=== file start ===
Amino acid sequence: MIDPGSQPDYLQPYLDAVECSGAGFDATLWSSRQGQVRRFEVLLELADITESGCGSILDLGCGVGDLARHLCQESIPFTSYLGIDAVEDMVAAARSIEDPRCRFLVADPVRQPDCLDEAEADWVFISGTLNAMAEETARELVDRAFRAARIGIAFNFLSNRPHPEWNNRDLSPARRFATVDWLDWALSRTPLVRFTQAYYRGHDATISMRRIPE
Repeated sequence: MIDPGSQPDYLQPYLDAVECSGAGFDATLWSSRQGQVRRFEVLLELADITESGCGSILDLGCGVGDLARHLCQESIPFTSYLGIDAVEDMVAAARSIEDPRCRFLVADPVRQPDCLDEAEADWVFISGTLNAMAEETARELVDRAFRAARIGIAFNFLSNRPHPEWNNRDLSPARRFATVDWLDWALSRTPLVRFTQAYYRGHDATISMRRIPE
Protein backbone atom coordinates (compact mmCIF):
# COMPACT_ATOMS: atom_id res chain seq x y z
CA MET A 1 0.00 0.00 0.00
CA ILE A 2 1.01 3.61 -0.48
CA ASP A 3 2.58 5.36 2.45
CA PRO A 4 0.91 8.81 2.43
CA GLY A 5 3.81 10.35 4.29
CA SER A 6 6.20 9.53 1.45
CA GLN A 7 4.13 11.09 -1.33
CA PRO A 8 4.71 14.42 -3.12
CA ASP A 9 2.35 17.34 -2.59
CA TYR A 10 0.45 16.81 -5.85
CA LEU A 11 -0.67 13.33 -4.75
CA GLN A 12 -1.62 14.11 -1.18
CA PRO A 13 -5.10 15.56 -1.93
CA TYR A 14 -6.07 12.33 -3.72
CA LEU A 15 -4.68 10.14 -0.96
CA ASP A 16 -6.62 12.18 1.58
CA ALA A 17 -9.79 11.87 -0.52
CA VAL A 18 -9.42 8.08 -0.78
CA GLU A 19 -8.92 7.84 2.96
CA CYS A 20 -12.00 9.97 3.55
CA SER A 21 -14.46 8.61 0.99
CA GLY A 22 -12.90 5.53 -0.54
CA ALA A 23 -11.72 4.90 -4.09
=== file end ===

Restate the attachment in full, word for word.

Amino acid sequence: MIDPGSQPDYLQPYLDAVECSGAGFDATLWSSRQGQVRRFEVLLELADITESGCGSILDLGCGVGDLARHLCQESIPFTSYLGIDAVEDMVAAARSIEDPRCRFLVADPVRQPDCLDEAEADWVFISGTLNAMAEETARELVDRAFRAARIGIAFNFLSNRPHPEWNNRDLSPARRFATVDWLDWALSRTPLVRFTQAYYRGHDATISMRRIPE
Repeated sequence: MIDPGSQPDYLQPYLDAVECSGAGFDATLWSSRQGQVRRFEVLLELADITESGCGSILDLGCGVGDLARHLCQESIPFTSYLGIDAVEDMVAAARSIEDPRCRFLVADPVRQPDCLDEAEADWVFISGTLNAMAEETARELVDRAFRAARIGIAFNFLSNRPHPEWNNRDLSPARRFATVDWLDWALSRTPLVRFTQAYYRGHDATISMRRIPE
Protein backbone atom coordinates (compact mmCIF):
# COMPACT_ATOMS: atom_id res chain seq x y z
CA MET A 1 0.00 0.00 0.00
CA ILE A 2 1.01 3.61 -0.48
CA ASP A 3 2.58 5.36 2.45
CA PRO A 4 0.91 8.81 2.43
CA GLY A 5 3.81 10.35 4.29
CA SER A 6 6.20 9.53 1.45
CA GLN A 7 4.13 11.09 -1.33
CA PRO A 8 4.71 14.42 -3.12
CA ASP A 9 2.35 17.34 -2.59
CA TYR A 10 0.45 16.81 -5.85
CA LEU A 11 -0.67 13.33 -4.75
CA GLN A 12 -1.62 14.11 -1.18
CA PRO A 13 -5.10 15.56 -1.93
CA TYR A 14 -6.07 12.33 -3.72
CA LEU A 15 -4.68 10.14 -0.96
CA ASP A 16 -6.62 12.18 1.58
CA ALA A 17 -9.79 11.87 -0.52
CA VAL A 18 -9.42 8.08 -0.78
CA GLU A 19 -8.92 7.84 2.96
CA CYS A 20 -12.00 9.97 3.55
CA SER A 21 -14.46 8.61 0.99
CA GLY A 22 -12.90 5.53 -0.54
CA ALA A 23 -11.72 4.90 -4.09